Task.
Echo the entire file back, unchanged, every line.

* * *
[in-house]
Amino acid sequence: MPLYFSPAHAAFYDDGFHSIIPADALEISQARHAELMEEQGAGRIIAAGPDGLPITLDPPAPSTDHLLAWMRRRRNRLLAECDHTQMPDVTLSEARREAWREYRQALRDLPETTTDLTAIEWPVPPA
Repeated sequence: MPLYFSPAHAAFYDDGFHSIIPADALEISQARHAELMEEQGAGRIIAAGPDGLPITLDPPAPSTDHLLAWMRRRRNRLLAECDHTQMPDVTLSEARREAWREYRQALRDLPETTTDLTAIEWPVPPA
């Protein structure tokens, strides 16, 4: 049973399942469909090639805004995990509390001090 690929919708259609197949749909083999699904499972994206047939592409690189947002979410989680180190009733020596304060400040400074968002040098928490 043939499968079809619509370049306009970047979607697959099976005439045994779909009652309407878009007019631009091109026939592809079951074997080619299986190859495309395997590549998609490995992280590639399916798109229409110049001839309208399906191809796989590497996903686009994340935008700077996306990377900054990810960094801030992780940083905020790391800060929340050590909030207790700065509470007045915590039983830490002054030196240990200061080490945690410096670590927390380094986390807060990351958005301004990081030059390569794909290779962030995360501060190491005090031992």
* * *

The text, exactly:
[in-house]
Amino acid sequence: MPLYFSPAHAAFYDDGFHSIIPADALEISQARHAELMEEQGAGRIIAAGPDGLPITLDPPAPSTDHLLAWMRRRRNRLLAECDHTQMPDVTLSEARREAWREYRQALRDLPETTTDLTAIEWPVPPA
Repeated sequence: MPLYFSPAHAAFYDDGFHSIIPADALEISQARHAELMEEQGAGRIIAAGPDGLPITLDPPAPSTDHLLAWMRRRRNRLLAECDHTQMPDVTLSEARREAWREYRQALRDLPETTTDLTAIEWPVPPA
């Protein structure tokens, strides 16, 4: 049973399942469909090639805004995990509390001090 690929919708259609197949749909083999699904499972994206047939592409690189947002979410989680180190009733020596304060400040400074968002040098928490 043939499968079809619509370049306009970047979607697959099976005439045994779909009652309407878009007019631009091109026939592809079951074997080619299986190859495309395997590549998609490995992280590639399916798109229409110049001839309208399906191809796989590497996903686009994340935008700077996306990377900054990810960094801030992780940083905020790391800060929340050590909030207790700065509470007045915590039983830490002054030196240990200061080490945690410096670590927390380094986390807060990351958005301004990081030059390569794909290779962030995360501060190491005090031992």